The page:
Posting before I’ve read the whole thing so point it out if it’s corrected later in the post. “While Highland is primarily single-family homes, I knew that there were, in fact, some slivers of mixed-density housing in the area.”

    Single-family houses certainly take up the most space. But Highland has a lot more apartments than a lot of people realize. Even people who live in Highland stick to narrow slices of it and don’t open their eyes to the apartment buildings around them throughout the neighborhood. Here’s data from the MN Compass profile of the neighborhood that uses Census data from the American Community Survey: http://www.mncompass.org/profiles/neighborhoods/st-paul/highland

    49.6% of housing units are single family houses. 41.1% of Highland’s housing units are rented in apartment buildings. Add in duplexes, condos, townhouses, whether they are rented or owned (people can rent SFHs), and you’ve got almost the same number of housing units that are NOT single family houses as you do the SFHs.

    That’s more than a sliver.

    1. Karen

      This is case almost in almost every perceived single-family neighnorhood – there are always a lot more renters than people realize. Which sort of makes the point – you can have a lot of renters and still have nice single-family home parts of neighorborhood.

  3. Serafina ScheelSerafina

    Fascinating travelogue through Highland Park and the variety of experiences the neighborhood contains.

  4. Shawn

    1. He was barely in Highland at all. So Ley Plaza is a separate neighborhood.
    2. What’s a Stroad? Also Shephard Road is almost a highway. It’s not a residential street.
    3. Try Cleveland Ave or Ford Parkway from 4:00-6:00, and picture 30% MORE traffic, because that is right where they want to put a 30% population increase.

    1. Karen

      A stroad is street/road – see most aerterial roads in the suburbs – wide, built for cars, horrible for pedestrians, unappealing to be near.

      Highland has a lot of strip malls, the denser areas with older buildings near the street save it from the worse of those strip malls.

      I lived one block off of Snelling for 20 years, at Portland. Snelling is one of the most high volume roads we have in the cities, and yet I lived in a very nice single-family home on a nice tree-lined street. Loved to walk, had sidewalks everywhere, could walk dog among homes, could walk to commercial stuff on Snelling. Everyone visiting house from suburbs and other neighborhoods would comment how nice it was, jealous I had so much close to my house – no one talked to me how terrible the traffic was on Snelling. I drove it every day, AND loved my neighborhood. They people who bought my house said they wanted it because it was near so much, most of it walkable distance.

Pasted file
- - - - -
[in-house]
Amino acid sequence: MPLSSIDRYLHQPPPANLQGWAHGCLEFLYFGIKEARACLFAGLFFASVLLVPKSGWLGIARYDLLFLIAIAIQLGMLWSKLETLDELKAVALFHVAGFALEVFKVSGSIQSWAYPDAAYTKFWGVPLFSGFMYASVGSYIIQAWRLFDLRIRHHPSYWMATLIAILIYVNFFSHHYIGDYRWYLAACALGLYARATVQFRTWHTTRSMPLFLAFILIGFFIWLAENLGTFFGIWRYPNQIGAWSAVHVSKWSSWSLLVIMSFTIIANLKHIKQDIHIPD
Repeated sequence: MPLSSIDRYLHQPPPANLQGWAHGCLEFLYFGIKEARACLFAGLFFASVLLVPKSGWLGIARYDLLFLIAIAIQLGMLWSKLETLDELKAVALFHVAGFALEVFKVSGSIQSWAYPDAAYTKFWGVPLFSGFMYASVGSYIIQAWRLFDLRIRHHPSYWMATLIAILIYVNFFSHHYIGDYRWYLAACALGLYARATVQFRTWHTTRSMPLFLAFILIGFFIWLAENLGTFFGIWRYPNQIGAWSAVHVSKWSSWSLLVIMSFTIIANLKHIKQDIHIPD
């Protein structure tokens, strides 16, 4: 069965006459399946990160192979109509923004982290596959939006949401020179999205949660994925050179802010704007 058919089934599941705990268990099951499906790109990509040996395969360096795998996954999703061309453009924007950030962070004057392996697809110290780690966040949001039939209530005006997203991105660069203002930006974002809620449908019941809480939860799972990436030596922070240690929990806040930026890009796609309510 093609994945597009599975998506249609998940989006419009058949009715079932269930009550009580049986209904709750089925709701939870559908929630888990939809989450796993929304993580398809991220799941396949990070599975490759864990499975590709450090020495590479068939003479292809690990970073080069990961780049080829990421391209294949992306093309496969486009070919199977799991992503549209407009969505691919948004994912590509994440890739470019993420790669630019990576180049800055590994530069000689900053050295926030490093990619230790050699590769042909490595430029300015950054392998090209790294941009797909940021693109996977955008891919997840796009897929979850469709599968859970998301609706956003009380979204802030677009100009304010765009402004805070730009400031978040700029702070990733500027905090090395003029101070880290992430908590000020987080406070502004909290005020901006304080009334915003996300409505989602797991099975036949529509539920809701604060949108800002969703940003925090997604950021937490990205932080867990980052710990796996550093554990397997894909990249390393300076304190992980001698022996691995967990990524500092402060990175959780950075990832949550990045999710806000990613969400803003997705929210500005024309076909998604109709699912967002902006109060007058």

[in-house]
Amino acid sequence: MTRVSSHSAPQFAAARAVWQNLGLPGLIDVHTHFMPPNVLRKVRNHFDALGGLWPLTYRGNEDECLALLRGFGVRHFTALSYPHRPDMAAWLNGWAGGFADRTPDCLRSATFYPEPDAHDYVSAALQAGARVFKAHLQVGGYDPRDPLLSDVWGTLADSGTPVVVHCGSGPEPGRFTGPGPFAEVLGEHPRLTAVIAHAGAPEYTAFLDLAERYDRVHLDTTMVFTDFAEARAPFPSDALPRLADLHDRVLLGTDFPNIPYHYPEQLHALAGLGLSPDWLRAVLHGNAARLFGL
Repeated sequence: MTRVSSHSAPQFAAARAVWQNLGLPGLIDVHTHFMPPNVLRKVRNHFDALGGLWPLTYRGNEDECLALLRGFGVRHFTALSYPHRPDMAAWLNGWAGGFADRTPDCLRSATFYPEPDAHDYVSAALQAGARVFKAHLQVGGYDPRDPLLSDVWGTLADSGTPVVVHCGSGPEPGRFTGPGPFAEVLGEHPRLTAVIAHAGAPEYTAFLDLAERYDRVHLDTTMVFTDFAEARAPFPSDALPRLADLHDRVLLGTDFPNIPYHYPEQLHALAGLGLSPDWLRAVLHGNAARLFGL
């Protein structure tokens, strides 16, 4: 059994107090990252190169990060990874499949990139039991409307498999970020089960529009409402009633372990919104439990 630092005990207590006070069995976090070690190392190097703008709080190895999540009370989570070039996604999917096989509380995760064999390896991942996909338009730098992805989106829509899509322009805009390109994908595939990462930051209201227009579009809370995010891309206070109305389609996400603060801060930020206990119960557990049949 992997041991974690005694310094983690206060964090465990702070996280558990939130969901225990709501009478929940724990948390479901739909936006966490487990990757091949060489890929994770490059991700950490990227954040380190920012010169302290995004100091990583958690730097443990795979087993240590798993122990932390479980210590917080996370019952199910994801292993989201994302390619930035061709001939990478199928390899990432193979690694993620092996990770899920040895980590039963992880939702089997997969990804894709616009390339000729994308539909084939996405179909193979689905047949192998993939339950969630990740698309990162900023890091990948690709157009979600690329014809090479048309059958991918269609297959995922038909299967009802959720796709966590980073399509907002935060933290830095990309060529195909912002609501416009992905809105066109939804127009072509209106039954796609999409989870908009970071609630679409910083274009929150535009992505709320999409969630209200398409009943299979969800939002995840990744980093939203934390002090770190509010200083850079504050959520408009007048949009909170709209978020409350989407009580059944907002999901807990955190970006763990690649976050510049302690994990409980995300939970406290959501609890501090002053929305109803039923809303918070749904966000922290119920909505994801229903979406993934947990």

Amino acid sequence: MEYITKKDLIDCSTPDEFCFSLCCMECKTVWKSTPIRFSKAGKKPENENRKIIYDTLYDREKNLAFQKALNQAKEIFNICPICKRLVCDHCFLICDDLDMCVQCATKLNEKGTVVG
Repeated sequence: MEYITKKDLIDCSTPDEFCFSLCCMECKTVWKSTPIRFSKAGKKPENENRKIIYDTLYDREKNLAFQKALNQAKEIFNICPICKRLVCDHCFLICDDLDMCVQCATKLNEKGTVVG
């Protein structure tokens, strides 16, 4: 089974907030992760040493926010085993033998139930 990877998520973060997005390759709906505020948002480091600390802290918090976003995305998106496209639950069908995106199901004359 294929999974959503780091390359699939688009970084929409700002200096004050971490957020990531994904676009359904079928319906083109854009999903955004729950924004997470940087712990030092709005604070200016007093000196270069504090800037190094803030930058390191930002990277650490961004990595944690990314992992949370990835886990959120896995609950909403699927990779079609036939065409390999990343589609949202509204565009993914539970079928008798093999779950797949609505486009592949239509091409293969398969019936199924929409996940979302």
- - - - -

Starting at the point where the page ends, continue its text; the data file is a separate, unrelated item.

5. Joe


    When I moved to Highland Park, I knew the challenges of living on a bluff. There wouldn’t be many routes down and bicycling would be tricky, but I was ready for it. I mean, who would want to cut themselves off from that all that river recreation? As it turns out, the same people who want to cut themselves off from the city as a whole. I feel disconnected from everything south of Highland Parkway, and I suspect it’s by design.

  6. Kyle

    Yeah, those silly Highlanders. It’s baffling to see their refusal to acknowledge the author’s moral, intellectual, and political superiority.

    I mean who doesn’t love, love, love to be mocked for not buying this urbanist’s point of view? Next throw in some racist comments about white homeowners and the circle. is. complete.

    This is not how you win friends and influence people in Highland Park and it’s certainly not how you encourage honest conversation.

    1. Bill LindekeBill Lindeke

      It’s humorous, so yes… that comes with pros and cons and not everyone will enjoy reading the piece. The way I read it, I think the author is making a serious point beneath the adventure narrative: many parts of Highland are designed only with cars in mind, and once you step out of your vehicle, it looks very different. The actual photos and examples speak for themselves, and it’s interesting to me to see this neighborhood through someone else’s eyes for a few minutes.

    2. Laura

      +1. Well stated, Kyle.

      The mockery of reflexive NIMBY types was mildly amusing until the author’s anti-car and hackneyed ‘single-family homes and strip malls are evil’ agenda took over.

      I’m not against the Ford site and ‘character’ is a totally weak objection (and I give full credit to the author for annihilating it with this piece), but the polarizing “bikes/dense housing good, cars/homes bad” tone is a turn-off.

  7. Karen

    I understand the fear of homeowners, but people have to look at very successful neighborhoods for single-family homeowners that thrive next to higher density – in St. Paul Grand Avenue is beloved, and a couple block off of it you will find some very in demand (hence high-priced) single family real estate, mixed in with apartments, duplexs, four plexes, and very near some taller buildings, lots of buildings without hardly any parking etc. And yet well-off familes buy single family homes there all the time.

    Look at what Prospect Park is doing north of University Avenue, major density, 14 stories high right next to University Avenue, meanwhile a couple of blocks south of the tall buildings are wonderful single-family homes, in high demand. This nice single-family has thrived in co-existence with tall buildings and commercial corridor of University and student rentals for many decades.

    On and on.